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Introducing the Raspberry Pi - Hardware

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Introducing the Raspberry Pi
Software | Hardware | Peripherals You'll Need | Getting Started

This Entry will look at what's inside the Raspi and, more importantly, what it all does. The Peripherals Entry will then look at what other equipment you'll need to run your Raspi.

There will initially be two models of the Raspi, Model A and Model B:

 Model AModel B
Intended Price£16£22
CPU/GPU/RAMBroadcom BCM2835
with 700MHz ARM11 CPU
RAM capacity128 MB256 MB
USB ports12
StorageMemory Card reader
Audio/Video outputsHDMI (audio/video)
Composite cable (video)
3.5mm jack (audio)
Network CardNone10/100 Ethernet
Power Supply5V Micro USB connector
Power Ratings500mA700mA
Low-Level PeripheralsGPIO, SPI, UART, I2C, I2S

System On A Chip

The brain of the Raspi is the Broadcom BCM2835 'system-on-a-chip', which includes the main components needed for a computer system. These are:

  • The Central Processing Unit (CPU, or 'processor'), which handles the main workload.

  • The Graphics Processing Unit (GPU), which accelerates the process of producing the complicated graphics you see on your screen.

  • The Random Access Memory (RAM) which acts as somewhere for the CPU to keep the information that it is working on (as opposed to your hard drive or memory card, where things are stored more permanently).

The Raspi doesn't use an x86 processor like the ones found in many Microsoft Windows PCs. Instead, it is powered by a 700 MHz ARM11 processor. This is a processor with some history behind it:

The first ARMs, then known as Acorn RISC Machines, were made by Acorn, the company that made the BBC Micro. Designed for the BBC Computer Literacy Project in the 1980s, the Micro had the BASIC programming language built in, allowing schools to teach children about real Computer Science. The BBC Micro was also used by Acorn to design the Acorn Archimedes, the first home computer powered by an ARM processor.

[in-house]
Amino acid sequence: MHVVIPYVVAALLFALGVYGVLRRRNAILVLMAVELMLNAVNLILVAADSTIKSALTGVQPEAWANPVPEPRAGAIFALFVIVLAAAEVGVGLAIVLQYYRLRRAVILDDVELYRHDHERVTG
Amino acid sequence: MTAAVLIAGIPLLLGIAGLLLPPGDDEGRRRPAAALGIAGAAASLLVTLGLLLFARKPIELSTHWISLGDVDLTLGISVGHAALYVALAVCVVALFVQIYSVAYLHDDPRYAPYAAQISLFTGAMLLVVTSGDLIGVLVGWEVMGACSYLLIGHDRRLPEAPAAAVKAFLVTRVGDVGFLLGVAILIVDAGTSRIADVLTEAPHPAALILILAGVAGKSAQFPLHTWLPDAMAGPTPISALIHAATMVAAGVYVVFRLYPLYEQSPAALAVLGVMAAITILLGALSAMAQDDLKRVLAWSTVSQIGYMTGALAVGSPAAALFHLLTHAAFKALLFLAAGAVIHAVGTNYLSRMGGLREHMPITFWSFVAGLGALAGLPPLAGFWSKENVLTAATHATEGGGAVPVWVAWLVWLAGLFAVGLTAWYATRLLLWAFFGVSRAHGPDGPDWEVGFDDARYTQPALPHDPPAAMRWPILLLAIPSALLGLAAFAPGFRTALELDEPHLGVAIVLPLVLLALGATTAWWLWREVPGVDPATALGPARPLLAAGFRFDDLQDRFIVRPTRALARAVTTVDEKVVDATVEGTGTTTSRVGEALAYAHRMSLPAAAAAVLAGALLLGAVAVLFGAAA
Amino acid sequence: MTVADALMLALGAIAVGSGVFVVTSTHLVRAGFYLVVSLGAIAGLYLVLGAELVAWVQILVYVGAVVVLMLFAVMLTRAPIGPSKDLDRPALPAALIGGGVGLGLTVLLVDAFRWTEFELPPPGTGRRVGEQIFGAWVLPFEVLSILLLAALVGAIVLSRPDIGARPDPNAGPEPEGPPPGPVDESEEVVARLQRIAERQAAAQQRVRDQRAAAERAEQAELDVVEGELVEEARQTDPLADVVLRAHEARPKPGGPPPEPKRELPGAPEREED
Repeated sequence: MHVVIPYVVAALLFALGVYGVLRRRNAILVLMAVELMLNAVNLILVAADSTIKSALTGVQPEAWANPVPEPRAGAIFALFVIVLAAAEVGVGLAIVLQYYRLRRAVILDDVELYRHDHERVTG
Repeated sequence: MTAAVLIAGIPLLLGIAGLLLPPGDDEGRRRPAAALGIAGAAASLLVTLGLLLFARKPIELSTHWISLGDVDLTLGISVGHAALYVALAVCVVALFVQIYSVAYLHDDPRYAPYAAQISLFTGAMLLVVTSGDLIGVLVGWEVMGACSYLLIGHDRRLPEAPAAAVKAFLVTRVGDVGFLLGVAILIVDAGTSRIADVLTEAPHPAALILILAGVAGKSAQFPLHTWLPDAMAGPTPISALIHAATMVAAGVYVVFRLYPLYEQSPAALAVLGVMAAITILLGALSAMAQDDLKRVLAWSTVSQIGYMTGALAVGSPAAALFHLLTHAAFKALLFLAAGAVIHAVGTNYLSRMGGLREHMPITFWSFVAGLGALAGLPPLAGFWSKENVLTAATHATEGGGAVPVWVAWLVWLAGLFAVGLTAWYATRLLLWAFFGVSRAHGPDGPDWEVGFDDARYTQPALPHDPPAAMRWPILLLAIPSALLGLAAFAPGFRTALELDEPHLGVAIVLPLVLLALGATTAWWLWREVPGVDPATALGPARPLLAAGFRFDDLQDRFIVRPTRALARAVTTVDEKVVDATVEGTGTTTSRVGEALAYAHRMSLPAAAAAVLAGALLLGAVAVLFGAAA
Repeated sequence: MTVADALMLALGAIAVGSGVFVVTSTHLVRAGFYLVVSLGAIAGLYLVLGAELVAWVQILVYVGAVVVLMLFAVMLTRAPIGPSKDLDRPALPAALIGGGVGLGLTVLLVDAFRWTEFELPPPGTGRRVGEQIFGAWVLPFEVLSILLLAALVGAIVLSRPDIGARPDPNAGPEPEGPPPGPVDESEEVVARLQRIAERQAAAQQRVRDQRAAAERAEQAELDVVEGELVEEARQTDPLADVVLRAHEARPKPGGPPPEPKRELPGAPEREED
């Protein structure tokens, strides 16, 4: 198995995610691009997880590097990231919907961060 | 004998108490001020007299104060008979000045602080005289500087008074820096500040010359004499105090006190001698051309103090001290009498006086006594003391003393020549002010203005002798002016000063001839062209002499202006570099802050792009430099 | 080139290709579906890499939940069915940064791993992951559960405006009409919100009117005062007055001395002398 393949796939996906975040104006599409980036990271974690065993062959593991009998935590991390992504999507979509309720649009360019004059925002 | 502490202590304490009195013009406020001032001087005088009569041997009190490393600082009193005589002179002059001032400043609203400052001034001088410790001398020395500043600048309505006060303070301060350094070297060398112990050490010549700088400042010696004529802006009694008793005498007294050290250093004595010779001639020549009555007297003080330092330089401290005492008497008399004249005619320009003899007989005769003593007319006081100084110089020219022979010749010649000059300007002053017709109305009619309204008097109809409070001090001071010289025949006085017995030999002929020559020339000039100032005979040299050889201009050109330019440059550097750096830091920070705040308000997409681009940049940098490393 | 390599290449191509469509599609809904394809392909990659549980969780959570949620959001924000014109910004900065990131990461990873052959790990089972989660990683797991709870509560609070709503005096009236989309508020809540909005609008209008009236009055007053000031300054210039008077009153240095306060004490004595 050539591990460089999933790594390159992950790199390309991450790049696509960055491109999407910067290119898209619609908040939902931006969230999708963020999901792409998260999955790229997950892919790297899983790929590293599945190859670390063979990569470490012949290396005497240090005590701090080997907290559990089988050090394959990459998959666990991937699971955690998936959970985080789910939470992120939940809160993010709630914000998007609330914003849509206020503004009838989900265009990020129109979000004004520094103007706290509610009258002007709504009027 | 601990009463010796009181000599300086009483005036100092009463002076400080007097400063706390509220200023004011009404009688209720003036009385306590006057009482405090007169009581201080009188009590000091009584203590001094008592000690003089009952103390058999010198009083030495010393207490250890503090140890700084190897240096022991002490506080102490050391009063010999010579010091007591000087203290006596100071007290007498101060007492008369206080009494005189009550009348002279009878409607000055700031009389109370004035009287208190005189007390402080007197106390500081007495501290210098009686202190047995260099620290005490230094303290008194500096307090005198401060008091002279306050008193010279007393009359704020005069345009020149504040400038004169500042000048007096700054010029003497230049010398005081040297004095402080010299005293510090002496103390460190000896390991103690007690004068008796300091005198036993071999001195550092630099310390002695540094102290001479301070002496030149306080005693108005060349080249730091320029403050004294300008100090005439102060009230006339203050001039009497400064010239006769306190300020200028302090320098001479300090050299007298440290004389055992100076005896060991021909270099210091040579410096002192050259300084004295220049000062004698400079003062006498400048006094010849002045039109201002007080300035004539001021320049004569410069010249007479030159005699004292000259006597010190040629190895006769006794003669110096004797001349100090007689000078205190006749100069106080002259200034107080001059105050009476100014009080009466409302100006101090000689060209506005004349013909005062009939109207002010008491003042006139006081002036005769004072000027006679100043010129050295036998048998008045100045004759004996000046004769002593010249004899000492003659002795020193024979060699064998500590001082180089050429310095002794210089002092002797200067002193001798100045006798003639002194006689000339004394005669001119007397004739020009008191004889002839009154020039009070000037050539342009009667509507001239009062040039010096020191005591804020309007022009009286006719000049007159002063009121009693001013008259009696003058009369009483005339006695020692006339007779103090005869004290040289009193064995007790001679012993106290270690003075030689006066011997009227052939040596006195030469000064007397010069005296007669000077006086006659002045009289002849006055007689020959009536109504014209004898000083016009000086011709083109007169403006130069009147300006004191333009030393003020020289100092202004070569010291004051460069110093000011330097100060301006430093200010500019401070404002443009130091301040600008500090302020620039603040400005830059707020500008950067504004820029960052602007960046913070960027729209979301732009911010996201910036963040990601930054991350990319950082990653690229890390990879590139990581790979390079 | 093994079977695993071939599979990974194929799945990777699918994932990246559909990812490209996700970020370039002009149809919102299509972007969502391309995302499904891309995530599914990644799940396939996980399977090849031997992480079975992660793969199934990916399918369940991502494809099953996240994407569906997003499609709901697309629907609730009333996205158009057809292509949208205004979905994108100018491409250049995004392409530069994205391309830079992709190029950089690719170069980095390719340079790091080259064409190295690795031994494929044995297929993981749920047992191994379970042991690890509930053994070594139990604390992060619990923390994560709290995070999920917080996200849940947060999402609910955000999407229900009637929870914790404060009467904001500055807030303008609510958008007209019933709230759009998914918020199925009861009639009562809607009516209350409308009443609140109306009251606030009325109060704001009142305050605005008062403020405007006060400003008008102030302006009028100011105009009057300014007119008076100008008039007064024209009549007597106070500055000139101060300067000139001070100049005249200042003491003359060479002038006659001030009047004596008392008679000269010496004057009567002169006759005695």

Acorn closed in 1998, but the licence for the ARM processor was sold off as 'ARM Holdings', which still exists today as ARM PLC. The rest of the company was eventually purchased by Broadcom. This means ARM processors are still used today – in fact, you'll find an ARM11 processor inside the Nintendo DS, the Apple iPad, TomTom sat-navs, and many smartphones.

USB Port

The Universal Serial Bus (USB) replaced all the old methods of attaching peripherals (mice, keyboards, printers etc) to your computer. For those who have only ever known USB: yes, there used to be a different metal slot for each peripheral you wanted to plug in. The cable ends that plugged into them were big lumps of metal and plastic, some of which actually had screws that you tightened to hold them in place. With the advent of USB, all it takes is one little USB port and you can attach almost anything to your computer (or games console)1. Each model of the Raspberry Pi has at least one USB port.

Memory Card Reader

A lot of computers still make use of a Hard Disk Drive (HDD). A stack of discs called platters are coated in a thin layer of magnetic material, mounted on a spindle and spun at speeds of up to 15,000rpm. Each platter is divided into millions of tiny regions, each of which is a magnetic dipole which represents either a 1 or a 0 depending on its orientation. Read-and-write heads mounted over each disc can detect (and change) the orientation of each dipole.